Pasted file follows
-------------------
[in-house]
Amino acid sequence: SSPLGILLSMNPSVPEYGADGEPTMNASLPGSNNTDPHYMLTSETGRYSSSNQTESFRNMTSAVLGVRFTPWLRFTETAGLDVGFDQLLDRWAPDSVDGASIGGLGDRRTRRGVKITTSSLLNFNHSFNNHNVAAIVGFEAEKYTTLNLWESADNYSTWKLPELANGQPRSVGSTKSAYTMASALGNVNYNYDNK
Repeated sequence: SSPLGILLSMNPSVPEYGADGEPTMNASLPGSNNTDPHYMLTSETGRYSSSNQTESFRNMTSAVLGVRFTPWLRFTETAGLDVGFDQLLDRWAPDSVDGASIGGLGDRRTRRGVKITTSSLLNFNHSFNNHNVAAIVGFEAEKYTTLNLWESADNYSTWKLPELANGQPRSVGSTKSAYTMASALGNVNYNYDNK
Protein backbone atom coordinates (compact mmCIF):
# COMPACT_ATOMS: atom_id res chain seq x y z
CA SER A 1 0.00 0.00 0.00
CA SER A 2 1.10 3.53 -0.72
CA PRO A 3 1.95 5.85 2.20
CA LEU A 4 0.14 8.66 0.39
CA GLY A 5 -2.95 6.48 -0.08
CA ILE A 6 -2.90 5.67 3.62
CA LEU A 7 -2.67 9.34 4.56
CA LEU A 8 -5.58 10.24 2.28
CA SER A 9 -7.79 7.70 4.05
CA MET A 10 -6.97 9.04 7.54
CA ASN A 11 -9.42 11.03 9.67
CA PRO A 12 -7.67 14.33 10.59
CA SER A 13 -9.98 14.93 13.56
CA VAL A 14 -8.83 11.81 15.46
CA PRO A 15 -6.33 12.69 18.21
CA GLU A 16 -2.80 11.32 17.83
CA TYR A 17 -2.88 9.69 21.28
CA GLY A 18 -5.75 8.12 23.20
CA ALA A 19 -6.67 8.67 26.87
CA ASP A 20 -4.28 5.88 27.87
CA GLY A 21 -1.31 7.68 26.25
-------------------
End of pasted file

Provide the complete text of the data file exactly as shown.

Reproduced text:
[in-house]
Amino acid sequence: SSPLGILLSMNPSVPEYGADGEPTMNASLPGSNNTDPHYMLTSETGRYSSSNQTESFRNMTSAVLGVRFTPWLRFTETAGLDVGFDQLLDRWAPDSVDGASIGGLGDRRTRRGVKITTSSLLNFNHSFNNHNVAAIVGFEAEKYTTLNLWESADNYSTWKLPELANGQPRSVGSTKSAYTMASALGNVNYNYDNK
Repeated sequence: SSPLGILLSMNPSVPEYGADGEPTMNASLPGSNNTDPHYMLTSETGRYSSSNQTESFRNMTSAVLGVRFTPWLRFTETAGLDVGFDQLLDRWAPDSVDGASIGGLGDRRTRRGVKITTSSLLNFNHSFNNHNVAAIVGFEAEKYTTLNLWESADNYSTWKLPELANGQPRSVGSTKSAYTMASALGNVNYNYDNK
Protein backbone atom coordinates (compact mmCIF):
# COMPACT_ATOMS: atom_id res chain seq x y z
CA SER A 1 0.00 0.00 0.00
CA SER A 2 1.10 3.53 -0.72
CA PRO A 3 1.95 5.85 2.20
CA LEU A 4 0.14 8.66 0.39
CA GLY A 5 -2.95 6.48 -0.08
CA ILE A 6 -2.90 5.67 3.62
CA LEU A 7 -2.67 9.34 4.56
CA LEU A 8 -5.58 10.24 2.28
CA SER A 9 -7.79 7.70 4.05
CA MET A 10 -6.97 9.04 7.54
CA ASN A 11 -9.42 11.03 9.67
CA PRO A 12 -7.67 14.33 10.59
CA SER A 13 -9.98 14.93 13.56
CA VAL A 14 -8.83 11.81 15.46
CA PRO A 15 -6.33 12.69 18.21
CA GLU A 16 -2.80 11.32 17.83
CA TYR A 17 -2.88 9.69 21.28
CA GLY A 18 -5.75 8.12 23.20
CA ALA A 19 -6.67 8.67 26.87
CA ASP A 20 -4.28 5.88 27.87
CA GLY A 21 -1.31 7.68 26.25